By Olivia Pan
It seemed innocent enough when Facebook first made its debut, whatever the sordid back story was. After Facebook’s initial college connection application morphed into more, it found a universal audience, becoming a forum to connect, find long-lost pals, share photos with family and friends, and stay close with those far away from us. Facebook has competitive issues now, one being Instagram, which they have acquired among other popular social media apps.
If you haven’t already noticed, something insidious has been lurking in our social media connections. If you have ever felt a pang of envy when viewing a friend’s Facebook page or Instagram feed then you are already a victim of it and, maybe, even a player in this new phenomenon.
The phenomenon is the idea that we are editing our own lives on social media as if they are movies, and we are watching the edited movie versions of other people’s lives, too. Have you ever left a movie wishing that the Hollywood version of life was real? You feel a twinge of jealousy when you leave that darkened cinema and walk to your car knowing that your life does not quite replicate the romance, action, or excitement of what you just witnessed. It quickly sinks in that you most likely will never be able to humiliate the school bully in front of everyone and teach them a life lesson, or have a romantic, happy ending with the right guy, once the wrong one has exited stage left.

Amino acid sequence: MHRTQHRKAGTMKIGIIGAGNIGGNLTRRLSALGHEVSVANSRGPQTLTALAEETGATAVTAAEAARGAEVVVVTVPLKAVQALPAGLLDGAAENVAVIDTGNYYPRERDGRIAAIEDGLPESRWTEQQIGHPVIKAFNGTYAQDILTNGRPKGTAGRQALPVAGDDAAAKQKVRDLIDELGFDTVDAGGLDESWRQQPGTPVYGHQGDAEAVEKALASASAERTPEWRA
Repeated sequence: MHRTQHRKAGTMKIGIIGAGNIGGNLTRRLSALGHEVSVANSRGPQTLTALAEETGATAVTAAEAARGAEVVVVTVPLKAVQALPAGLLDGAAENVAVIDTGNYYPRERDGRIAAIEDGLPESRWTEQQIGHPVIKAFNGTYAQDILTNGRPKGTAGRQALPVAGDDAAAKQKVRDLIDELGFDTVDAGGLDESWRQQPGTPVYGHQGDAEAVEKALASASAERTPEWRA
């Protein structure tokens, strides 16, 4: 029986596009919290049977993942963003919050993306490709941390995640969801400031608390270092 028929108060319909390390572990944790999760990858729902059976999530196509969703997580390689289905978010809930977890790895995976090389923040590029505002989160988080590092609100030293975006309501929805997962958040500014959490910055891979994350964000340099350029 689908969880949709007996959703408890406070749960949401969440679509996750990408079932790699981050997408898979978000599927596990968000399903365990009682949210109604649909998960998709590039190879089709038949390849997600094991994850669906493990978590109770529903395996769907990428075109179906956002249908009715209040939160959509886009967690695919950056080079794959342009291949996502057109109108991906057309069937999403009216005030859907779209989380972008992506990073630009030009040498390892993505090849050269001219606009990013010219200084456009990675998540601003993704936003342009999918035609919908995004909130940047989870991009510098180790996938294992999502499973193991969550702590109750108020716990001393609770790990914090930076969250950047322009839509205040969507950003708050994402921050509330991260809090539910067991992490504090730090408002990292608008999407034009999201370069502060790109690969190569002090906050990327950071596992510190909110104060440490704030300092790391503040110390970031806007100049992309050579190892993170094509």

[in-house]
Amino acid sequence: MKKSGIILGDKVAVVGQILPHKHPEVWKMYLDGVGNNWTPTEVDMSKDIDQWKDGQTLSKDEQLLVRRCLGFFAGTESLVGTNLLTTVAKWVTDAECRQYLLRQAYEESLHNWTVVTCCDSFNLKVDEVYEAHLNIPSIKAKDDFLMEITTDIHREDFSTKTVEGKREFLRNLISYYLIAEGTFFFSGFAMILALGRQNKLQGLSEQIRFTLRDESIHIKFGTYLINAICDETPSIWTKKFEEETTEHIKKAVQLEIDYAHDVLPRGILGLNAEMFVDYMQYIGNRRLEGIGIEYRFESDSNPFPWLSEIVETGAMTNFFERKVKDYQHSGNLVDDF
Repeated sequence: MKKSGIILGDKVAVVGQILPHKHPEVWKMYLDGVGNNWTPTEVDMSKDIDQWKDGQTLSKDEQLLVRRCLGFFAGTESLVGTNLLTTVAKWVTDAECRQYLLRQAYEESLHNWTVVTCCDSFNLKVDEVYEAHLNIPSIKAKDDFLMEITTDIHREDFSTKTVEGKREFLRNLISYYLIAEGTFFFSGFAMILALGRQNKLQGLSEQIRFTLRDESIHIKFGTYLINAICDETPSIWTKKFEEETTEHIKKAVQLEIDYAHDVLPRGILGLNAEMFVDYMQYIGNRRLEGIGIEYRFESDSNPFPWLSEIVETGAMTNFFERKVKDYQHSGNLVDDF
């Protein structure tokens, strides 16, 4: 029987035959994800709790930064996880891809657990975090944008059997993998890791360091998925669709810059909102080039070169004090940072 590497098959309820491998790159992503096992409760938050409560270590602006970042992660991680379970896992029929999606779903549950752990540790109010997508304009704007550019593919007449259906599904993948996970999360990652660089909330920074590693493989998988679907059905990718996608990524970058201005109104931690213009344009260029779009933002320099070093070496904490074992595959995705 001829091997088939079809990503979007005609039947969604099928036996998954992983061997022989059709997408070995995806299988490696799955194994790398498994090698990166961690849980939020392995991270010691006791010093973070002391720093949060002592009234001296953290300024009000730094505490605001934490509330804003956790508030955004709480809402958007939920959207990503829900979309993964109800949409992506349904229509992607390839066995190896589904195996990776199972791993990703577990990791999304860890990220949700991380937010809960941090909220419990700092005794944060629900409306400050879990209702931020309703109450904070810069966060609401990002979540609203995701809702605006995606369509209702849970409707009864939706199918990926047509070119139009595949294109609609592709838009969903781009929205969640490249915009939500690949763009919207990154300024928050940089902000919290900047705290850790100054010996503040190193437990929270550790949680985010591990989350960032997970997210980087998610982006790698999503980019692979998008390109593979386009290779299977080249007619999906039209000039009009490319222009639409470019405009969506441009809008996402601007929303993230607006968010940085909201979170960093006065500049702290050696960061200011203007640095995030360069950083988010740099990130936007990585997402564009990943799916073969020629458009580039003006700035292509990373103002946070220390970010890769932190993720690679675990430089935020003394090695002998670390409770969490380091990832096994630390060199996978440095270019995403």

This feeling when leaving the cinema is like the same bittersweet pang when viewing someone else’s social media-edited “movies.”
You are not alone if you have ever felt any of the following: envious, inferior, slightly depressed, or more than a little disgusted mixed with envy.
I actually know a guy who posted on Instagram every college acceptance letter he received, and then later bragged about the famous celebrity for whom he was interning. Those are his humble posts. When I turned 16, a barrage of fellow peers at my high school posted pictures of their new massive earth-destroyers—their SUVs—that their parents had bought for them as birthday gifts. To date I still don’t have my license.
Some parents—not mine, certainly—can also be the worst at driving this envy bus, posting veiled congratulatory posts to their kids in a less-than-transparent way. They let the world know that “Hey, my kid is exceptional. Little Apple has been accepted to Yale and Harvard, heaven help us with these blessings! Thanks to everyone for the support while we attempt to make this very hard decision!”
My mom is just too low-tech and can barely work her Facebook account, so neither parent in my home is driving the envy bus. Just search YouTube for the “Inside Amy Schumer” sketch “Mom Computer Therapy,” and you will see why my mom is so humble in her Facebook posts—she just doesn’t know how to post much of anything.
Although it sounds funny and silly that we are living in an age where frivolous people can reach out and make us feel envious or lesser with a post about how glorious their new car, promotion, or vacation abroad is, this is becoming a serious mental health issue. We are being bombarded with messages and photos about how perfect everyone’s life is, from the new house to the ocean front-villa vacation. Studies show that it makes most of us feel inadequate, gloomy, and as though we and our lives are simply not measuring up.
The reality is this: the new car is leased, and most likely, the kid will total it within a month. The vacation was off Groupon, and the interior of the villa had mice and no working plumbing. The Yale or Harvard parents got a shock when Apple finally had the guts to tell them he was going to culinary school, but at least they can post his first scone now! So, at the end of the day, nothing is as it seems, especially in the world of social media. Make your next vacation a great one: take a vacation from social media and then post all about it.